I completely agree. We are so lucky here. Who are your favorite singer-songwriters?

Tuvan throat singers.

What is your favorite local band besides yourself, of course?

Have you ever heard that band ShipSnowblinkFamilyTraeJeffMansonLazarusMarieeSiouxVetiverOhSeeSWhyspHacklesPortOBrienD
SareesSonnyandtheSunsetsOkayMassatDawnJefferyThoresbyEmilyJaneWhiteDrySpellsYogaLazer? That band fucking rocks.

Oh, that that little band!? Somehow it contains nearly the entire sound of the city! What is the best live show you have ever been to?

Hmm...A handful of Dylan shows, Ten Grand in Denver at Monkey Mania and a hundred more there, the Angel Island show, and every show that David Wilson and Frank Lyon have ever put on, Gillian Welch at Hardly Strictly a few years ago when the mist was blowing over the stage, the early Quiet Quiet fests, dance party in a church in Boston.

Tell me more about your new album, who produced it and when it may be available. Was this your first time in a studio? How was it for you?

It was recorded this last summer in an attic in Portland, Oregon by Mike Coykendall. He is most known for his work with M.Ward and She and Him. I was blessed to be joined by my friends Aaron Robinson and Joey Ficken from the band Seawolf. It was a wonderful experience. The songs came so naturally. I have attempted to record in the past, and have had some very frustrating attempts. It's all about comfort. I think that Mike's personality and experience plus the high quality of musicians that contributed made it flow very smoothly. I mean we recorded a full record and mixed a good portion in a week! Now in SF, it has slowed a bit. We have gone back and filled in some of the more barren valleys with some sprinkles of moisture and vegetation. My dear friend David Wilson has drawn the cover art and we should be done by December 1st. After that I don't know...Hopefully someone will want to release it!

What's your favorite Michael Hurley record or song?

It has to be Armchair Boogie, which I heard is being reissued on vinyl by Mississippi Records soon! So good.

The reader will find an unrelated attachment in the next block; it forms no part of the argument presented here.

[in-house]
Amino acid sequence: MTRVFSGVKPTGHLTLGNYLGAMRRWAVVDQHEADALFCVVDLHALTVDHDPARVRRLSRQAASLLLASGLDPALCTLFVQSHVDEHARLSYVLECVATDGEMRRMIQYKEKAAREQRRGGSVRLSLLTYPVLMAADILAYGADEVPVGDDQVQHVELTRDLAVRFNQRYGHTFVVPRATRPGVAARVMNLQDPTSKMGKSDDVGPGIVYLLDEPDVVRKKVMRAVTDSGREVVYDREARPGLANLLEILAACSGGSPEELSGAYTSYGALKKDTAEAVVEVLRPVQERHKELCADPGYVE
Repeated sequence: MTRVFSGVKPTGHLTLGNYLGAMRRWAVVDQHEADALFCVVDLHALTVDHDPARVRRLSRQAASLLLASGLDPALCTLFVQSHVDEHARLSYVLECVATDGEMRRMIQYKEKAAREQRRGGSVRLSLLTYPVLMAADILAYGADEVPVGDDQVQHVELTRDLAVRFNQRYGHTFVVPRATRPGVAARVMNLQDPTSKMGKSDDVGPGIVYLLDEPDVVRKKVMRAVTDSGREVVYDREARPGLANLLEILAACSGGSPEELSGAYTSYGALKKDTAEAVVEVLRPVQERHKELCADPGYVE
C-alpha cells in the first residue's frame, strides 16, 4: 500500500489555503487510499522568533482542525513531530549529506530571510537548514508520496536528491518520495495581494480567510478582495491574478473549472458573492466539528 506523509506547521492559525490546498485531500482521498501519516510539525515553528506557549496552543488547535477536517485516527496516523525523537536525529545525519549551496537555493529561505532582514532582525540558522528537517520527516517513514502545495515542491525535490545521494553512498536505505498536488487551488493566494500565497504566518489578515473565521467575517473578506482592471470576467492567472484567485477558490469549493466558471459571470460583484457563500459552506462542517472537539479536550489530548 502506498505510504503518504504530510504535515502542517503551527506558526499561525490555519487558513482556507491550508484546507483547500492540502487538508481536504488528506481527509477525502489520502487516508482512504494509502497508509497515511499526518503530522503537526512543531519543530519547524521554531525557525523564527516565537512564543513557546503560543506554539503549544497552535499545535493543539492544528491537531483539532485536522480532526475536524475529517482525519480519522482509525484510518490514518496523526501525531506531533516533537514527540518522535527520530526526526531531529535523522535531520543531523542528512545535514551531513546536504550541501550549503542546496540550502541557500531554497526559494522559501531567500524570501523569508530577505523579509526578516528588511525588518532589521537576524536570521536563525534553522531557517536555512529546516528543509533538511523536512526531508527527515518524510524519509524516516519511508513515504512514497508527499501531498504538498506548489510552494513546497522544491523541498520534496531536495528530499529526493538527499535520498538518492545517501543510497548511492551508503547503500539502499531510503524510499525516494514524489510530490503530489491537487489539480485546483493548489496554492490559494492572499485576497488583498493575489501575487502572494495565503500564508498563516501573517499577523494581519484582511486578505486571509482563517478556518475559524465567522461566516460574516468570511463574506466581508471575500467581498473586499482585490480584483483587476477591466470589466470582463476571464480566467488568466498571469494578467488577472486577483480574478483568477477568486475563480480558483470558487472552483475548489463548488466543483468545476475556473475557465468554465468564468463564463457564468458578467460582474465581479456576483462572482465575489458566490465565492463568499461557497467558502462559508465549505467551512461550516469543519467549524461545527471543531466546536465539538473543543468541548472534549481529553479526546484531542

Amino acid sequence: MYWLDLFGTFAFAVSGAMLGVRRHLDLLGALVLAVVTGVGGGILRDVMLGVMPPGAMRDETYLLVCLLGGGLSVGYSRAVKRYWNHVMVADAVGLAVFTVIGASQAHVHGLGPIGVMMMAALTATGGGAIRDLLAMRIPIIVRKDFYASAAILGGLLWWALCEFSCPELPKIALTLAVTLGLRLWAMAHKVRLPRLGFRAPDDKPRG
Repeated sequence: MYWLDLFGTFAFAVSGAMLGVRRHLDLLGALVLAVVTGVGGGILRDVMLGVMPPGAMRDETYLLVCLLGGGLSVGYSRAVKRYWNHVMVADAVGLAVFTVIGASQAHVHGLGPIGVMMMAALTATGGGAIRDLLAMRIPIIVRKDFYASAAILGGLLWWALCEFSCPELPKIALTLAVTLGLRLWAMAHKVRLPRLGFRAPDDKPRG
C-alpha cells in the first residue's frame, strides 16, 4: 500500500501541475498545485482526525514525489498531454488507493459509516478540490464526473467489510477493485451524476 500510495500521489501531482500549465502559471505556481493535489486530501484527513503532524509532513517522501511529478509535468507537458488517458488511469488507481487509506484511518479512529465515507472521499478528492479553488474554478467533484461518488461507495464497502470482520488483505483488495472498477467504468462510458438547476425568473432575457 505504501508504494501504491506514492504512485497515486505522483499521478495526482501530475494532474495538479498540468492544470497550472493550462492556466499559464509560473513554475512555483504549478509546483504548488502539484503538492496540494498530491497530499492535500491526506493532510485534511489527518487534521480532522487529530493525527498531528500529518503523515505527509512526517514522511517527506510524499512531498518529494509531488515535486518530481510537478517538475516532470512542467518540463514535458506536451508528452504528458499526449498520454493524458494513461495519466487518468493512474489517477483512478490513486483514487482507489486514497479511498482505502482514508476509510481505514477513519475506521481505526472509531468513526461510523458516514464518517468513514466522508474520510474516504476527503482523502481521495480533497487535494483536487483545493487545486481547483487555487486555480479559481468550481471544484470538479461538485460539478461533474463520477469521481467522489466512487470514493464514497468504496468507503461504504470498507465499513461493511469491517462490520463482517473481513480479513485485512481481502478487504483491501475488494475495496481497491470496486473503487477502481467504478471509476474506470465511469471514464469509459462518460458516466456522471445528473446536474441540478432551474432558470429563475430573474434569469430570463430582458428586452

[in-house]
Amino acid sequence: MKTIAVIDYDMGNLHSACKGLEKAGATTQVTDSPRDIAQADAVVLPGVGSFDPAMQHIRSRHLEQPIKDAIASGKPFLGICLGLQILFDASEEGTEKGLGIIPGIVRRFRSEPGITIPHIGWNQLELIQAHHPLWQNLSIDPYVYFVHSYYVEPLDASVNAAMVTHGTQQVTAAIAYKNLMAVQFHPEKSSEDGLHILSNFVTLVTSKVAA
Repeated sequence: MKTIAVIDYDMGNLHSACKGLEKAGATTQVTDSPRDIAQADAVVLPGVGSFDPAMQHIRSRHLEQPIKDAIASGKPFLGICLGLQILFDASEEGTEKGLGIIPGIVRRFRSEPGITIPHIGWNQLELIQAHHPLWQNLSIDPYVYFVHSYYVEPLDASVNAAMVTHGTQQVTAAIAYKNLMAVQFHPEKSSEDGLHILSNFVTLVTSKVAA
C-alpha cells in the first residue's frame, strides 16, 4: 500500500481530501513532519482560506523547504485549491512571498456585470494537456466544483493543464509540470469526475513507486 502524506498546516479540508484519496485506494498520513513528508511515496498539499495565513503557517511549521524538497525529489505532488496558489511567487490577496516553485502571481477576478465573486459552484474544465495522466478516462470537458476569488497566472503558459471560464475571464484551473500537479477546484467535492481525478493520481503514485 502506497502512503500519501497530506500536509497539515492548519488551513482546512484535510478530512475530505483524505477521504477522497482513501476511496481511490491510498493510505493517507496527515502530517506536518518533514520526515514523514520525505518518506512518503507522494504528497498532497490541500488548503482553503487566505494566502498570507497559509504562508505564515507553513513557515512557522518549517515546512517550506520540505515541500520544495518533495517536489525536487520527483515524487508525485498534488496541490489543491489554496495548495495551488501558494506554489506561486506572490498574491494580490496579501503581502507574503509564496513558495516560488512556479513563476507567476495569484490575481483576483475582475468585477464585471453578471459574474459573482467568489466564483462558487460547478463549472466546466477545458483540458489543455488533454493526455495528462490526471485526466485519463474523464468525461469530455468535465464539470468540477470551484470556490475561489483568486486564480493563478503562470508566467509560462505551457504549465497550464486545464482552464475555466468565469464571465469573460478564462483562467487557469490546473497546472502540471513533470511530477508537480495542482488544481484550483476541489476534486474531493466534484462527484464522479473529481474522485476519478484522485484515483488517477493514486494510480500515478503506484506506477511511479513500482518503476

What's the best Townes Van Zandt record or song, in your opinion?

That's too hard. It's a dead tie between The Late Great [TVZ], High Low [and In Between], and Our Mother the Mountain. They all have distinct flavors, depends on what I am craving.

What about Gillian Welch?

I LOVE Gillian Welch! I have always dreamed of playing with them. David Rawlings is one of my favorite guitar players. That parlor guitar he plays is so beautiful.

Oh yeah, that guitar is perfect for their songs too. What album do you think is the greatest Will Oldham has ever made?

I think it would have to be Ease Down The Road. It's so funny and pleasant. Yeah, that's it.

I love to ask that question of Oldham fans cause the answer is usually different for everyone. Name an esoteric record that you love that you think everyone should know about.

I have been really digging this country/rockabilly singer named Johnny Horton. He was around in the fifties and sixties, and died tragically. The songs and words are very simple, but have this really nice beat that makes you want to shake it. His voice is SO good. Check out the record Honky Tonk Man.

What is your favorite venue to play here in SF?

I would have to say the Warfield. Kidding. There are so many great spaces in SF. I like the Make Out Room. The acoustics of the space go well with my voice and people show up. Adobe Books is great too.

Will you be touring any time soon?

I hope so. I have been taking it easy with shows lately to work on the album, but when the record is released I am hoping to get out for quite a while. Nothing's certain yet.

What has been your best find at Amoeba?

A mint original pressing of the soundtrack to Rockers for a buck.

Thank you so much for your time! Can't wait to hear your record when it arrives.